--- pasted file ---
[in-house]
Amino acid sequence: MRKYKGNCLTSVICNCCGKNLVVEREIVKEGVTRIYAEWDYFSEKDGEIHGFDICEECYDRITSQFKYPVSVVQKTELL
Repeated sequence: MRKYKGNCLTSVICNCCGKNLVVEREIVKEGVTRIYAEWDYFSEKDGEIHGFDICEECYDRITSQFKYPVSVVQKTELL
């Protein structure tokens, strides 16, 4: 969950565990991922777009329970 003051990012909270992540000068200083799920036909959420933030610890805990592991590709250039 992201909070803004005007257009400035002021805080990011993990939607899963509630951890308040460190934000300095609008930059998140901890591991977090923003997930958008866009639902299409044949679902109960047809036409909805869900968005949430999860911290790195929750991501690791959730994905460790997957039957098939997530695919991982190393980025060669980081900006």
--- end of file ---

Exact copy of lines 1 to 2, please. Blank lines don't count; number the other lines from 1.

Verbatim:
[in-house]
Amino acid sequence: MRKYKGNCLTSVICNCCGKNLVVEREIVKEGVTRIYAEWDYFSEKDGEIHGFDICEECYDRITSQFKYPVSVVQKTELL